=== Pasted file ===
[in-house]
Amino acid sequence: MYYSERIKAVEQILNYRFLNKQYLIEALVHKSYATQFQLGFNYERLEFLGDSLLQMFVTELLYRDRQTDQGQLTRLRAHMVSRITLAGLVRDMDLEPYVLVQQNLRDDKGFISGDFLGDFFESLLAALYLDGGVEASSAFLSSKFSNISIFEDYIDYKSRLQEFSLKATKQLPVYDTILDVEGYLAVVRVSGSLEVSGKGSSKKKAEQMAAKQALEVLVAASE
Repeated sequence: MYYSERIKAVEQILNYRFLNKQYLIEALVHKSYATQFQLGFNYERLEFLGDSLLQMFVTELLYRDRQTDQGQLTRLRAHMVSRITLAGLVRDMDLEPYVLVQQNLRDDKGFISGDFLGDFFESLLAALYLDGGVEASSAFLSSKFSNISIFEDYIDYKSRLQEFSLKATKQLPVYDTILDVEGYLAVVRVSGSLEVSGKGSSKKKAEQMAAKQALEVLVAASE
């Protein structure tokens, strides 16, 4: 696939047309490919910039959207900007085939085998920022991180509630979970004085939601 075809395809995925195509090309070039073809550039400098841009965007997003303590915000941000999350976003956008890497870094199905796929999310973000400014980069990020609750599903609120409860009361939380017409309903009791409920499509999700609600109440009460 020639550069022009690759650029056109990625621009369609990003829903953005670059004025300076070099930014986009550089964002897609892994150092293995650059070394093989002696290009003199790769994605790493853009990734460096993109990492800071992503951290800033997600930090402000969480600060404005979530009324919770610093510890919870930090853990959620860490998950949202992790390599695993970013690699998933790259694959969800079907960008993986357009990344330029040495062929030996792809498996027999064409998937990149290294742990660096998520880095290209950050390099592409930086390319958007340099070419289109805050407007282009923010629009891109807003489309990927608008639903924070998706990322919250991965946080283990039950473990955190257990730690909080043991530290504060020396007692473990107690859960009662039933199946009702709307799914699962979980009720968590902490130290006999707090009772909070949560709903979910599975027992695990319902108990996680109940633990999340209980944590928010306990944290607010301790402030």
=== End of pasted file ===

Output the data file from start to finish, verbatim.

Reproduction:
[in-house]
Amino acid sequence: MYYSERIKAVEQILNYRFLNKQYLIEALVHKSYATQFQLGFNYERLEFLGDSLLQMFVTELLYRDRQTDQGQLTRLRAHMVSRITLAGLVRDMDLEPYVLVQQNLRDDKGFISGDFLGDFFESLLAALYLDGGVEASSAFLSSKFSNISIFEDYIDYKSRLQEFSLKATKQLPVYDTILDVEGYLAVVRVSGSLEVSGKGSSKKKAEQMAAKQALEVLVAASE
Repeated sequence: MYYSERIKAVEQILNYRFLNKQYLIEALVHKSYATQFQLGFNYERLEFLGDSLLQMFVTELLYRDRQTDQGQLTRLRAHMVSRITLAGLVRDMDLEPYVLVQQNLRDDKGFISGDFLGDFFESLLAALYLDGGVEASSAFLSSKFSNISIFEDYIDYKSRLQEFSLKATKQLPVYDTILDVEGYLAVVRVSGSLEVSGKGSSKKKAEQMAAKQALEVLVAASE
């Protein structure tokens, strides 16, 4: 696939047309490919910039959207900007085939085998920022991180509630979970004085939601 075809395809995925195509090309070039073809550039400098841009965007997003303590915000941000999350976003956008890497870094199905796929999310973000400014980069990020609750599903609120409860009361939380017409309903009791409920499509999700609600109440009460 020639550069022009690759650029056109990625621009369609990003829903953005670059004025300076070099930014986009550089964002897609892994150092293995650059070394093989002696290009003199790769994605790493853009990734460096993109990492800071992503951290800033997600930090402000969480600060404005979530009324919770610093510890919870930090853990959620860490998950949202992790390599695993970013690699998933790259694959969800079907960008993986357009990344330029040495062929030996792809498996027999064409998937990149290294742990660096998520880095290209950050390099592409930086390319958007340099070419289109805050407007282009923010629009891109807003489309990927608008639903924070998706990322919250991965946080283990039950473990955190257990730690909080043991530290504060020396007692473990107690859960009662039933199946009702709307799914699962979980009720968590902490130290006999707090009772909070949560709903979910599975027992695990319902108990996680109940633990999340209980944590928010306990944290607010301790402030």